Executive Briefings

Cash-Rich Japanese Companies Buy Distressed Global Firms

The credit crunch has reduced merger and acquisition activity around the world. Banks have tightened their purse strings and the cheap credit that financed deals during the private-equity boom has dried up. This year the value of deals has fallen by 15 percent in America and 30 percent in Europe. But there is a bright spot amid the gloom: Japanese companies are on a spending spree, capitalizing on the distress to buy firms abroad. The number of foreign deals involving Japanese firms has increased only slightly compared with last year, but the value of transactions has more than doubled, reaching ¥6 trillion (around $57bn) so far this year, and on track to exceed 2006's record.
This wave of deals follows two previous forays overseas. In the late 1980s Japanese firms raced after foreign real estate, and in the late 1990s they piled into technology companies. Both binges ended badly, as companies sold their stakes at a loss and bolted for home. But things could be different this time.
Source: The Economist

The credit crunch has reduced merger and acquisition activity around the world. Banks have tightened their purse strings and the cheap credit that financed deals during the private-equity boom has dried up. This year the value of deals has fallen by 15 percent in America and 30 percent in Europe. But there is a bright spot amid the gloom: Japanese companies are on a spending spree, capitalizing on the distress to buy firms abroad. The number of foreign deals involving Japanese firms has increased only slightly compared with last year, but the value of transactions has more than doubled, reaching ¥6 trillion (around $57bn) so far this year, and on track to exceed 2006's record.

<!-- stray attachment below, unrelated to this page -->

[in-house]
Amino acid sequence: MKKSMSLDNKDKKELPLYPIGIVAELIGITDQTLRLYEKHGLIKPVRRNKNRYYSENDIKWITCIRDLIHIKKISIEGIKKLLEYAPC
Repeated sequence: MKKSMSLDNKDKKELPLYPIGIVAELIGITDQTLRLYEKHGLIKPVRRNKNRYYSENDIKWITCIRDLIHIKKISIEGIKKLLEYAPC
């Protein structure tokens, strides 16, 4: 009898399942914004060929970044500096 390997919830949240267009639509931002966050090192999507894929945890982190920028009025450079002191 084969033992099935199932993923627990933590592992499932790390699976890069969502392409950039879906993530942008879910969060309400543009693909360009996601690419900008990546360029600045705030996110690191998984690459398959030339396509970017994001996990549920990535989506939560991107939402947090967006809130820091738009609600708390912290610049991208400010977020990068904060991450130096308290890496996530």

This wave of deals follows two previous forays overseas. In the late 1980s Japanese firms raced after foreign real estate, and in the late 1990s they piled into technology companies. Both binges ended badly, as companies sold their stakes at a loss and bolted for home. But things could be different this time.
Source: The Economist